What are the Ember Days?
The Ember Days are set aside by the Church as a way to mark the passage of seasons through prayer and fasting. As you may suspect, this happens four times a year: in winter, after the feast of St. Lucy; in spring, after Ash Wednesday; in summer, after Pentecost Sunday; and in fall, after Holy Cross Day. An old English rhyme states: “Fasting days and Emberings be / Lent, Whitsun, Holyrood, and Lucie.”
In Latin, these days are called Quatour Tempora (Four Times). The word “Ember Days” is from the Anglo-Saxon ymbren, a circuit or revolution (from ymb, around, and ryne, a course, running). Folk etymology claims that the source of “ember” comes from “may ye remember,” that is, remember the cycle of death and life.
The earliest mention of the Ember Days is found in the writings of Philastrius, the bishop of Brescia, who died in 387 AD. However, Leo the Great (440-461) called the fasts an apostolic institution.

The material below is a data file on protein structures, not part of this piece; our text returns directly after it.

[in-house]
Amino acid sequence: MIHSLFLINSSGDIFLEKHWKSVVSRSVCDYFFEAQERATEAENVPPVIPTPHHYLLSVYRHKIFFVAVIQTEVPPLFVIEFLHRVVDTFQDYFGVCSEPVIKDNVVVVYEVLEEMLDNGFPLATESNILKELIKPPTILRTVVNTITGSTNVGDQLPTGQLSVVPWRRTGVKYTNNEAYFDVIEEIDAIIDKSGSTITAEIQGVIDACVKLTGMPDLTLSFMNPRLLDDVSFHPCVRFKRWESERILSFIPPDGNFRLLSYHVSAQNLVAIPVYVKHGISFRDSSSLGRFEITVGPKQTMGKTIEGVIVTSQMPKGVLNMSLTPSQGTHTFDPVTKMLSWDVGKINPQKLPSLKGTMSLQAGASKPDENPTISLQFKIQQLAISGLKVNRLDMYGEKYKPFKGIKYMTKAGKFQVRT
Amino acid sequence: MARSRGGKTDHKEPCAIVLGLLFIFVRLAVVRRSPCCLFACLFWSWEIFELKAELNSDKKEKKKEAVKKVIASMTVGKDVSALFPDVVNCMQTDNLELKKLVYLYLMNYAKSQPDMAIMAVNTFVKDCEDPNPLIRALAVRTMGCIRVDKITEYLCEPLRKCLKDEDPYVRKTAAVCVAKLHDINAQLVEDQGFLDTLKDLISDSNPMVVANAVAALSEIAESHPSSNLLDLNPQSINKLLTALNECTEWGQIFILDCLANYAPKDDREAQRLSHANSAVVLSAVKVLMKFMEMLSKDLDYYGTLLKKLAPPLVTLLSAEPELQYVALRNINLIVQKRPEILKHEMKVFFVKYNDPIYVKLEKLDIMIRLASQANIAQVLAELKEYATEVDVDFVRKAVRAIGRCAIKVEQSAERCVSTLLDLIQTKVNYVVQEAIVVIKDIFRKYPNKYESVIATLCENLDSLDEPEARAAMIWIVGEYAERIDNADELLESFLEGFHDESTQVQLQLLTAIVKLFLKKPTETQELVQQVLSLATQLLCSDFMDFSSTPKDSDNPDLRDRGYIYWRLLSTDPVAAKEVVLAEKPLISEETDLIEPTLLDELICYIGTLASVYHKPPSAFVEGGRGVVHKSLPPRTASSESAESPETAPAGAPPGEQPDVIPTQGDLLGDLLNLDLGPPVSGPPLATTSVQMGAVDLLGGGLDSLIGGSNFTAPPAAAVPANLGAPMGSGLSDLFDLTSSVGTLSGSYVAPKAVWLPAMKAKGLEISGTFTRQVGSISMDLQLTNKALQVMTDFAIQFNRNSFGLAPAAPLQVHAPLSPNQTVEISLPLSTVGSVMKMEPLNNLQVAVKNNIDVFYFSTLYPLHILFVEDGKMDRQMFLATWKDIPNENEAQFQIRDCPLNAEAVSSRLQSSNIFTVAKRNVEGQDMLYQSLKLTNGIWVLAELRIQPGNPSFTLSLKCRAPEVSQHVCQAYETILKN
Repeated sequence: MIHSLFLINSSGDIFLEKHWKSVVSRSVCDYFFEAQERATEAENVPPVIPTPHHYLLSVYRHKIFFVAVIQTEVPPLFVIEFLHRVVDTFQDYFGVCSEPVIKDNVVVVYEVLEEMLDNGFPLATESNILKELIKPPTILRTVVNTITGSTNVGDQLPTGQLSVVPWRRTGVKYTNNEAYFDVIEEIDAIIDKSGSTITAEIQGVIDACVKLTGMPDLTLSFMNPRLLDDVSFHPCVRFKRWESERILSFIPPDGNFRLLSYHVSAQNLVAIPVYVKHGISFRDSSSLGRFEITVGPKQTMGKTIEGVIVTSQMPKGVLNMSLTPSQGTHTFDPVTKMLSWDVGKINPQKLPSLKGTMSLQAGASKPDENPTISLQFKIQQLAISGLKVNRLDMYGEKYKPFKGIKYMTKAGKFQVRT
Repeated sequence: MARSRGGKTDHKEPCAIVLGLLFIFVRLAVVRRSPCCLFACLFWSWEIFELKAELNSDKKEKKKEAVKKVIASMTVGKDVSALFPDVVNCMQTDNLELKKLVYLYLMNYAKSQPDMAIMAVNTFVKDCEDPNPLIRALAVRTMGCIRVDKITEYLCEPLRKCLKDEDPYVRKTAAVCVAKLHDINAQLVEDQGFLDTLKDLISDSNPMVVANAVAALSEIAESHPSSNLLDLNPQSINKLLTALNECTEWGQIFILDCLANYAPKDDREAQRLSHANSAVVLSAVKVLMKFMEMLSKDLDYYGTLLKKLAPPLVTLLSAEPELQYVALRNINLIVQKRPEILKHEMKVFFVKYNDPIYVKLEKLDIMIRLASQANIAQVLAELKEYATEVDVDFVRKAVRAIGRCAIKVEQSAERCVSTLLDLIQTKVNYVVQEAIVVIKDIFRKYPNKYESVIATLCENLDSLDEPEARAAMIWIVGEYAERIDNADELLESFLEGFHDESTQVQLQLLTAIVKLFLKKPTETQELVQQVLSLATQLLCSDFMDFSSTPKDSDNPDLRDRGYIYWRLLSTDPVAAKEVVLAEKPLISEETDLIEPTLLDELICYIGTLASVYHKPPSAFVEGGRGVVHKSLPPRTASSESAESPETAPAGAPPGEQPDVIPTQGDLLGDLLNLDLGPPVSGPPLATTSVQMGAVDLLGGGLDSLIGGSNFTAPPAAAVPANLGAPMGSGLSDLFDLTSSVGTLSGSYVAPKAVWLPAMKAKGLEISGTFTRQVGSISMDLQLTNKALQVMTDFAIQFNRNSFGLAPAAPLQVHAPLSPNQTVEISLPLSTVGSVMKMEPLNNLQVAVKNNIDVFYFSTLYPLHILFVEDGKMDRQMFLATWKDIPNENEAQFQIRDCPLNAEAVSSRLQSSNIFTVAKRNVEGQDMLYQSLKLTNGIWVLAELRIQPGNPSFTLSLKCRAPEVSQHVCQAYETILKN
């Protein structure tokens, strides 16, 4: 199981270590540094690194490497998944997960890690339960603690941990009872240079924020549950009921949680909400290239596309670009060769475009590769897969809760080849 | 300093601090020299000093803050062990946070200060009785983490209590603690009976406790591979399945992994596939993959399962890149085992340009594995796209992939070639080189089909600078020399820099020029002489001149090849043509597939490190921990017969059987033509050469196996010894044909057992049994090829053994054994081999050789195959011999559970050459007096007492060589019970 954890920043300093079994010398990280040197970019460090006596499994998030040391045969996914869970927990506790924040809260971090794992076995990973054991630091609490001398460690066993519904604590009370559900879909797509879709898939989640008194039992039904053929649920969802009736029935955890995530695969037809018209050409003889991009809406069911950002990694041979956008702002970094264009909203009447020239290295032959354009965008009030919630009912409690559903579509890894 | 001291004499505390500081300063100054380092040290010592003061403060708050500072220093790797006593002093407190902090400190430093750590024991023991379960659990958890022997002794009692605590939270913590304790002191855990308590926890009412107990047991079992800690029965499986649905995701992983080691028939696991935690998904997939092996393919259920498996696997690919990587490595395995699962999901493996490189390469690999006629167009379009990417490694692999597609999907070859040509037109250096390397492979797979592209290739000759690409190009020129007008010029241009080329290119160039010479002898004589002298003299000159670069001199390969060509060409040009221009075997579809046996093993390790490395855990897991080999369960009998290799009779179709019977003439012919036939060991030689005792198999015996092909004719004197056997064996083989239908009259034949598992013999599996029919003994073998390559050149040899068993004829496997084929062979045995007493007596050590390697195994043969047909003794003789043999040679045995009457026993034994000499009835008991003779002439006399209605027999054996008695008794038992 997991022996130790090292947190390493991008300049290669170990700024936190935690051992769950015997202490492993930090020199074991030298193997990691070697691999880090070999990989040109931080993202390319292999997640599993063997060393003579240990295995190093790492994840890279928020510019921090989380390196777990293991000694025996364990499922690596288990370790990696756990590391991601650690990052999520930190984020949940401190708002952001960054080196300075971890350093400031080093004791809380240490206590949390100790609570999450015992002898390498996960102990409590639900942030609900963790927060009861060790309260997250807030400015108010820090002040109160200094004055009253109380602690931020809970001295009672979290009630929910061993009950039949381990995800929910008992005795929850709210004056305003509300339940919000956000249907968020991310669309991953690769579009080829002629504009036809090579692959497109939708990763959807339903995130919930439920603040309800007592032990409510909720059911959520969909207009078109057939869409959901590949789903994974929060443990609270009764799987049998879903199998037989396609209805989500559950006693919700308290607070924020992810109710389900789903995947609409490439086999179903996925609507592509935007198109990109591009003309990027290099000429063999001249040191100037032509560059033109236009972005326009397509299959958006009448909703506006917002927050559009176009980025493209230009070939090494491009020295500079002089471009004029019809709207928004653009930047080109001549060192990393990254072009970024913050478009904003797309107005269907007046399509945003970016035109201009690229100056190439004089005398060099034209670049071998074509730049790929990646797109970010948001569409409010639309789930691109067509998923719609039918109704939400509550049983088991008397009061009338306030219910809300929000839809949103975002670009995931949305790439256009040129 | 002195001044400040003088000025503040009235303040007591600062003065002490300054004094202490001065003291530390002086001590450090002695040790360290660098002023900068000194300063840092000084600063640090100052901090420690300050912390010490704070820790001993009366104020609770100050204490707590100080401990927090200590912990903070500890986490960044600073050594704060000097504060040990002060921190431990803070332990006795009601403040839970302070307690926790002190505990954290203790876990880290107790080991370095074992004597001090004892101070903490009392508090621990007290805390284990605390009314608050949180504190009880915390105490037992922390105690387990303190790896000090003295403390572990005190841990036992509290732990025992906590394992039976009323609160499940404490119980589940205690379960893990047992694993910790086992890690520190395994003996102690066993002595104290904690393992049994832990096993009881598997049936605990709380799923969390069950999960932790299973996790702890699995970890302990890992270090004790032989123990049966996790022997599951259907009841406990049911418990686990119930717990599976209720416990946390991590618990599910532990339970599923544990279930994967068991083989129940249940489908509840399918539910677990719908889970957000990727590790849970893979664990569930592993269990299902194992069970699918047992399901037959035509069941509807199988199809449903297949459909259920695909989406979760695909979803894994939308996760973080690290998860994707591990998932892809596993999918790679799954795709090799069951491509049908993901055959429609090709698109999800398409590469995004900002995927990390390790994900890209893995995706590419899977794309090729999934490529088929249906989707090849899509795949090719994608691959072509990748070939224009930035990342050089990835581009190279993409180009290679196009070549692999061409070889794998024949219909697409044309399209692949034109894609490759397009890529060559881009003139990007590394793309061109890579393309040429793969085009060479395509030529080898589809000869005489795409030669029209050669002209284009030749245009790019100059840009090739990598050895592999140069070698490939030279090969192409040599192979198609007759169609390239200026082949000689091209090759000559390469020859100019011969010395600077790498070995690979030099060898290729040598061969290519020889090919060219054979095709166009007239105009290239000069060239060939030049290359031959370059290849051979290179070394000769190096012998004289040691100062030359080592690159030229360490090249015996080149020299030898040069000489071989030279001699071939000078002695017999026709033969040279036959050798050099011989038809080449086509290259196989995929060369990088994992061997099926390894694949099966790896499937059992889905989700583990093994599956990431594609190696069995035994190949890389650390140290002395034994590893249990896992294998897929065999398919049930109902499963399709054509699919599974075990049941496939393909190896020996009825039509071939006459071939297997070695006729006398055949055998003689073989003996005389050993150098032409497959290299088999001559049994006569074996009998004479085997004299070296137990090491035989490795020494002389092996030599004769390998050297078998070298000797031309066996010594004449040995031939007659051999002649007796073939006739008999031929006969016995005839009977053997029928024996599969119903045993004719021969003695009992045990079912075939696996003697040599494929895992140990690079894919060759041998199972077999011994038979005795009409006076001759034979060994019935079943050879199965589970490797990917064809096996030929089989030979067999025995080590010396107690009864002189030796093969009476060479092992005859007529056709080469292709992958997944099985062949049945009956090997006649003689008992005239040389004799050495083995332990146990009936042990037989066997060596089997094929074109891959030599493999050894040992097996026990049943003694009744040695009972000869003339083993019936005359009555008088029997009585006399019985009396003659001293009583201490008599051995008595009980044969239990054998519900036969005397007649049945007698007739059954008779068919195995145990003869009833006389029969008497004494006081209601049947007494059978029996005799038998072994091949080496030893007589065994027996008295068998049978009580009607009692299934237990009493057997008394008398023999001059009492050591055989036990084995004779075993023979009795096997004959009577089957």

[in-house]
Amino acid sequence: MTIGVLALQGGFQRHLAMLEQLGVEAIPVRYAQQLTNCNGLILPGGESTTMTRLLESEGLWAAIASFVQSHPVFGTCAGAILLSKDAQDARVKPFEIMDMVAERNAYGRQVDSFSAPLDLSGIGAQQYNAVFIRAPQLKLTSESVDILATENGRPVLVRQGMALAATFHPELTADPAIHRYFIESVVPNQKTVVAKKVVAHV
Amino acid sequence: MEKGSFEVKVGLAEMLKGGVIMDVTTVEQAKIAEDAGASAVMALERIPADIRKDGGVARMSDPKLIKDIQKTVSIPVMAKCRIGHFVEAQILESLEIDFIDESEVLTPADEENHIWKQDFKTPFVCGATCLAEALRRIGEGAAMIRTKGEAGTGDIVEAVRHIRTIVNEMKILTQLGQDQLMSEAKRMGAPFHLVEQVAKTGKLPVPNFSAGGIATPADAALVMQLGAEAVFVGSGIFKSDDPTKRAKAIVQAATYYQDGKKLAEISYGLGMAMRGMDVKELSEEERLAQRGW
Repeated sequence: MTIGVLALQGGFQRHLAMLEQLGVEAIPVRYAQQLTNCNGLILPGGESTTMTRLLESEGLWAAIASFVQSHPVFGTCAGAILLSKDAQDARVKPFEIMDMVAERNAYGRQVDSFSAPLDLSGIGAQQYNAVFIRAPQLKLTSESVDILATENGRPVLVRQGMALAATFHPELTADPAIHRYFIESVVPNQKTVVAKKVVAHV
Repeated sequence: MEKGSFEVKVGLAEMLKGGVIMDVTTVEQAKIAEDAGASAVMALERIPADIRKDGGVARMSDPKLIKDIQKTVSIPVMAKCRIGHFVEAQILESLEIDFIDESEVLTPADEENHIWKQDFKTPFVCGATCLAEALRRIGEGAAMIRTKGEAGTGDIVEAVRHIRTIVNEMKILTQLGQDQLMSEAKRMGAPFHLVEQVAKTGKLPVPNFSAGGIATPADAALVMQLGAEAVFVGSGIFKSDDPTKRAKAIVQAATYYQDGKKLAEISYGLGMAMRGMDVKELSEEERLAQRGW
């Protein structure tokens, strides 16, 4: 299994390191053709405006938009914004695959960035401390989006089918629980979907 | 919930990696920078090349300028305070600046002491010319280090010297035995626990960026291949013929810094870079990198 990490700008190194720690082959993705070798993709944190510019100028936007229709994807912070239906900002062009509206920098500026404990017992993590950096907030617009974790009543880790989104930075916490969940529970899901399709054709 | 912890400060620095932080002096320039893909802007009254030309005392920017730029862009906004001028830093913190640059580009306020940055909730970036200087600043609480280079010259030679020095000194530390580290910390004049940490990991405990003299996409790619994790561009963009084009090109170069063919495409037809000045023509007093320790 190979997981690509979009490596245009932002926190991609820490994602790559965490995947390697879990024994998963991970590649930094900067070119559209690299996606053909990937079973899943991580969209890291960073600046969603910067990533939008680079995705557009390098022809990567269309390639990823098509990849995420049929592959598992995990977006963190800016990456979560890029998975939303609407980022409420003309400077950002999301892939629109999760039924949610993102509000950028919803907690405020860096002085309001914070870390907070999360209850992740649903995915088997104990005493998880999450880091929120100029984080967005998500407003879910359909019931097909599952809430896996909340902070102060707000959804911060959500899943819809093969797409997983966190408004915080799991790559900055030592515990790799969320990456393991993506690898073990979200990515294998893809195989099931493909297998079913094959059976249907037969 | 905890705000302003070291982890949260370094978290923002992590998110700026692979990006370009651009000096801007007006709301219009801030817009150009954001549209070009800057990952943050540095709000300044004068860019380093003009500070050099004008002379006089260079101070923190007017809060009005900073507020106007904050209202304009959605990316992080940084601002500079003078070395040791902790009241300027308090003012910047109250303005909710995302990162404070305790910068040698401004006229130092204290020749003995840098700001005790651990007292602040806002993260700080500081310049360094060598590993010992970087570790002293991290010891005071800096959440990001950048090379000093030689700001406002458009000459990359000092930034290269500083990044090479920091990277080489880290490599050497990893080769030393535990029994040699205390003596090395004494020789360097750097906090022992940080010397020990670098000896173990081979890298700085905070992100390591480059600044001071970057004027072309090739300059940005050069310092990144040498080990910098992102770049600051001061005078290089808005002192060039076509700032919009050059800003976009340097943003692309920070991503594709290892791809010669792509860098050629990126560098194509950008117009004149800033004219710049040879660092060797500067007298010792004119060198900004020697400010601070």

What are the Ember Days for?
These are days for prayer and fasting, specifically prayer for clergy and ordinations, as well as taking care of the needy. They are days to be attentive to the givenness of God’s created order in the passage of the seasons. For this reason, they have also traditionally been the times that women pray for children and childbirth.
How does the Book of Common Prayer treat the Ember Days?
The collect for the Ember Days is as follows:
Almighty God, who hast committed to the hands of men the ministry of reconciliation; We humbly beseech thee, by the inspiration of thy Holy Spirit, to put it into the hearts of many to offer themselves for this ministry; that thereby mankind may be drawn to thy blessed kingdom; through Jesus Christ our Lord.
Are there any interesting customs surrounding the Ember Days?
Folklore says that the weather of the Ember Days predicts the weather of the year. You can scroll down on the Fisheaters Ember Days article to find a helpful chart showing which Ember Day corresponds to which month of the year.
If I want to know more, what are some other helpful resources?
We found these two links to be particularly helpful: